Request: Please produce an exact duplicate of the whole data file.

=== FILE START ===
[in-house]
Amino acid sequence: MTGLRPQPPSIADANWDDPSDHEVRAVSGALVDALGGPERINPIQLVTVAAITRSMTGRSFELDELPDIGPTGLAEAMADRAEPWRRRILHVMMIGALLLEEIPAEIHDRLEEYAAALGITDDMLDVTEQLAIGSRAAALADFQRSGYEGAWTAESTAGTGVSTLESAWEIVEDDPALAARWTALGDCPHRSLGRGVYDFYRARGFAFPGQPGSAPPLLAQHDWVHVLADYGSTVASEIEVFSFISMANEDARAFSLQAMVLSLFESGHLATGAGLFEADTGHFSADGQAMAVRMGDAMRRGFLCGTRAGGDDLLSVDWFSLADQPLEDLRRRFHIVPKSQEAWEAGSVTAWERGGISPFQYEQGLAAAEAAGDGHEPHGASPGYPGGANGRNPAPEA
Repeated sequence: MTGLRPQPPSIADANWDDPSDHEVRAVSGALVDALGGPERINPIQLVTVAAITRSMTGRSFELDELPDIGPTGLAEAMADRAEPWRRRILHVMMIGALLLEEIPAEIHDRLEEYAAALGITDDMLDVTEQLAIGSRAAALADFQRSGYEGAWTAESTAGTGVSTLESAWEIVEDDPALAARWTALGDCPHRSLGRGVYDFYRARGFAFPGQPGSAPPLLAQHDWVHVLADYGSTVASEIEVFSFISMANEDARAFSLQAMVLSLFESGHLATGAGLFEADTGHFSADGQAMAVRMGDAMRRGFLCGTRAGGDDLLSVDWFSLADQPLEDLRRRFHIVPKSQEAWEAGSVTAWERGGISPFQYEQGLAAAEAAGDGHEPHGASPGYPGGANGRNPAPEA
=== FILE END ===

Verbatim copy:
[in-house]
Amino acid sequence: MTGLRPQPPSIADANWDDPSDHEVRAVSGALVDALGGPERINPIQLVTVAAITRSMTGRSFELDELPDIGPTGLAEAMADRAEPWRRRILHVMMIGALLLEEIPAEIHDRLEEYAAALGITDDMLDVTEQLAIGSRAAALADFQRSGYEGAWTAESTAGTGVSTLESAWEIVEDDPALAARWTALGDCPHRSLGRGVYDFYRARGFAFPGQPGSAPPLLAQHDWVHVLADYGSTVASEIEVFSFISMANEDARAFSLQAMVLSLFESGHLATGAGLFEADTGHFSADGQAMAVRMGDAMRRGFLCGTRAGGDDLLSVDWFSLADQPLEDLRRRFHIVPKSQEAWEAGSVTAWERGGISPFQYEQGLAAAEAAGDGHEPHGASPGYPGGANGRNPAPEA
Repeated sequence: MTGLRPQPPSIADANWDDPSDHEVRAVSGALVDALGGPERINPIQLVTVAAITRSMTGRSFELDELPDIGPTGLAEAMADRAEPWRRRILHVMMIGALLLEEIPAEIHDRLEEYAAALGITDDMLDVTEQLAIGSRAAALADFQRSGYEGAWTAESTAGTGVSTLESAWEIVEDDPALAARWTALGDCPHRSLGRGVYDFYRARGFAFPGQPGSAPPLLAQHDWVHVLADYGSTVASEIEVFSFISMANEDARAFSLQAMVLSLFESGHLATGAGLFEADTGHFSADGQAMAVRMGDAMRRGFLCGTRAGGDDLLSVDWFSLADQPLEDLRRRFHIVPKSQEAWEAGSVTAWERGGISPFQYEQGLAAAEAAGDGHEPHGASPGYPGGANGRNPAPEA